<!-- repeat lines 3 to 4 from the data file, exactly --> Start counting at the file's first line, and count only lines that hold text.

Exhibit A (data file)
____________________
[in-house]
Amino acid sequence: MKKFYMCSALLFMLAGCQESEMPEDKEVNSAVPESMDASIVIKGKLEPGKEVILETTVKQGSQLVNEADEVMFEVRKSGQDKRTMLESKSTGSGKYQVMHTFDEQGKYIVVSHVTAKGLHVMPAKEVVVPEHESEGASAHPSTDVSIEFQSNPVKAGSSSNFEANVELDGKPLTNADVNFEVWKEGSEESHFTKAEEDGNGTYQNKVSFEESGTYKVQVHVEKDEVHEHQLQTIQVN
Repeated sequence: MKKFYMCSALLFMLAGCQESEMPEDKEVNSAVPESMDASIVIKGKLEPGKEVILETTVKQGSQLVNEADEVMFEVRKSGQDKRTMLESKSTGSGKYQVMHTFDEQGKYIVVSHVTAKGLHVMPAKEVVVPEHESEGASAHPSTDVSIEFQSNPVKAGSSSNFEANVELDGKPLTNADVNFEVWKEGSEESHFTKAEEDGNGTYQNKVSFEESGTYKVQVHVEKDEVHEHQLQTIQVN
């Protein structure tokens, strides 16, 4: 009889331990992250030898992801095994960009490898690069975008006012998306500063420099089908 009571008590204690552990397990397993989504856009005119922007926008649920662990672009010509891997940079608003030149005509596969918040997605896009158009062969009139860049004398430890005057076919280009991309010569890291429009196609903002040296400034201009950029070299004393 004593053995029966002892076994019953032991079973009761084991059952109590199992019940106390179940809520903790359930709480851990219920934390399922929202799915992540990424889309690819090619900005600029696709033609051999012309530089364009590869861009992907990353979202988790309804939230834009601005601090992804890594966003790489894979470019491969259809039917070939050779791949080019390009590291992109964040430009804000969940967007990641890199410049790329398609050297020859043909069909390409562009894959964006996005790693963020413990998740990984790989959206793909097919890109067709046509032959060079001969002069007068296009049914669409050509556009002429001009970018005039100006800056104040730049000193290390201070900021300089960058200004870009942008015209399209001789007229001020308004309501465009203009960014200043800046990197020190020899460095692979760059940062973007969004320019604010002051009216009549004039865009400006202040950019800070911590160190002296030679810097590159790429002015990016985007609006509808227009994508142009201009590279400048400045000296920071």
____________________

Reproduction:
Repeated sequence: MKKFYMCSALLFMLAGCQESEMPEDKEVNSAVPESMDASIVIKGKLEPGKEVILETTVKQGSQLVNEADEVMFEVRKSGQDKRTMLESKSTGSGKYQVMHTFDEQGKYIVVSHVTAKGLHVMPAKEVVVPEHESEGASAHPSTDVSIEFQSNPVKAGSSSNFEANVELDGKPLTNADVNFEVWKEGSEESHFTKAEEDGNGTYQNKVSFEESGTYKVQVHVEKDEVHEHQLQTIQVN
């Protein structure tokens, strides 16, 4: 009889331990992250030898992801095994960009490898690069975008006012998306500063420099089908 009571008590204690552990397990397993989504856009005119922007926008649920662990672009010509891997940079608003030149005509596969918040997605896009158009062969009139860049004398430890005057076919280009991309010569890291429009196609903002040296400034201009950029070299004393 004593053995029966002892076994019953032991079973009761084991059952109590199992019940106390179940809520903790359930709480851990219920934390399922929202799915992540990424889309690819090619900005600029696709033609051999012309530089364009590869861009992907990353979202988790309804939230834009601005601090992804890594966003790489894979470019491969259809039917070939050779791949080019390009590291992109964040430009804000969940967007990641890199410049790329398609050297020859043909069909390409562009894959964006996005790693963020413990998740990984790989959206793909097919890109067709046509032959060079001969002069007068296009049914669409050509556009002429001009970018005039100006800056104040730049000193290390201070900021300089960058200004870009942008015209399209001789007229001020308004309501465009203009960014200043800046990197020190020899460095692979760059940062973007969004320019604010002051009216009549004039865009400006202040950019800070911590160190002296030679810097590159790429002015990016985007609006509808227009994508142009201009590279400048400045000296920071």